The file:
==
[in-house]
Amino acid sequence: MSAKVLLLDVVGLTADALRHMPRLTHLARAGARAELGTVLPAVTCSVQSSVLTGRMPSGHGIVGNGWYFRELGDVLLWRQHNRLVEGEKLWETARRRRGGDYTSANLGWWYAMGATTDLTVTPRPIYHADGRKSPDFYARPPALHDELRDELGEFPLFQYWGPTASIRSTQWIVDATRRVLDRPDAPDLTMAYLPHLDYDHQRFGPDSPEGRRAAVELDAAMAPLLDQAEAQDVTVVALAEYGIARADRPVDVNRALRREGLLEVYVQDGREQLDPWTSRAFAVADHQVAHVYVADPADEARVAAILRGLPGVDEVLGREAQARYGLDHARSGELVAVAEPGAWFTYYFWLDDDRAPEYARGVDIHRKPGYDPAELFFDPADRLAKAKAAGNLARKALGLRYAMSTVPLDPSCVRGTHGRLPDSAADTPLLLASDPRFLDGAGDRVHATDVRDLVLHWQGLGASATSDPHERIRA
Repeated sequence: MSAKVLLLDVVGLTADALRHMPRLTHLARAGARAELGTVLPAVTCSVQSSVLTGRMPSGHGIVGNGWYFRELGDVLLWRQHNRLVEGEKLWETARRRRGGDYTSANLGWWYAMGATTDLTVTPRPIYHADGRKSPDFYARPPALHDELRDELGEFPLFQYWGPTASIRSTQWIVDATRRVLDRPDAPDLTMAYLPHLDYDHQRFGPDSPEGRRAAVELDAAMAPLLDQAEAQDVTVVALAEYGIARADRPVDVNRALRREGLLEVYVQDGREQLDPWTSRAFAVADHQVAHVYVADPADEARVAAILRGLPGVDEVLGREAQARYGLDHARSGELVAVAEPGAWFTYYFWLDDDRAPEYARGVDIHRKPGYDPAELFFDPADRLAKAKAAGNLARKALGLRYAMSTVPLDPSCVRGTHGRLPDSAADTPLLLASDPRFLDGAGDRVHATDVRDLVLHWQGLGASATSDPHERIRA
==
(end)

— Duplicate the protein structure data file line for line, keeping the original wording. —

[in-house]
Amino acid sequence: MSAKVLLLDVVGLTADALRHMPRLTHLARAGARAELGTVLPAVTCSVQSSVLTGRMPSGHGIVGNGWYFRELGDVLLWRQHNRLVEGEKLWETARRRRGGDYTSANLGWWYAMGATTDLTVTPRPIYHADGRKSPDFYARPPALHDELRDELGEFPLFQYWGPTASIRSTQWIVDATRRVLDRPDAPDLTMAYLPHLDYDHQRFGPDSPEGRRAAVELDAAMAPLLDQAEAQDVTVVALAEYGIARADRPVDVNRALRREGLLEVYVQDGREQLDPWTSRAFAVADHQVAHVYVADPADEARVAAILRGLPGVDEVLGREAQARYGLDHARSGELVAVAEPGAWFTYYFWLDDDRAPEYARGVDIHRKPGYDPAELFFDPADRLAKAKAAGNLARKALGLRYAMSTVPLDPSCVRGTHGRLPDSAADTPLLLASDPRFLDGAGDRVHATDVRDLVLHWQGLGASATSDPHERIRA
Repeated sequence: MSAKVLLLDVVGLTADALRHMPRLTHLARAGARAELGTVLPAVTCSVQSSVLTGRMPSGHGIVGNGWYFRELGDVLLWRQHNRLVEGEKLWETARRRRGGDYTSANLGWWYAMGATTDLTVTPRPIYHADGRKSPDFYARPPALHDELRDELGEFPLFQYWGPTASIRSTQWIVDATRRVLDRPDAPDLTMAYLPHLDYDHQRFGPDSPEGRRAAVELDAAMAPLLDQAEAQDVTVVALAEYGIARADRPVDVNRALRREGLLEVYVQDGREQLDPWTSRAFAVADHQVAHVYVADPADEARVAAILRGLPGVDEVLGREAQARYGLDHARSGELVAVAEPGAWFTYYFWLDDDRAPEYARGVDIHRKPGYDPAELFFDPADRLAKAKAAGNLARKALGLRYAMSTVPLDPSCVRGTHGRLPDSAADTPLLLASDPRFLDGAGDRVHATDVRDLVLHWQGLGASATSDPHERIRA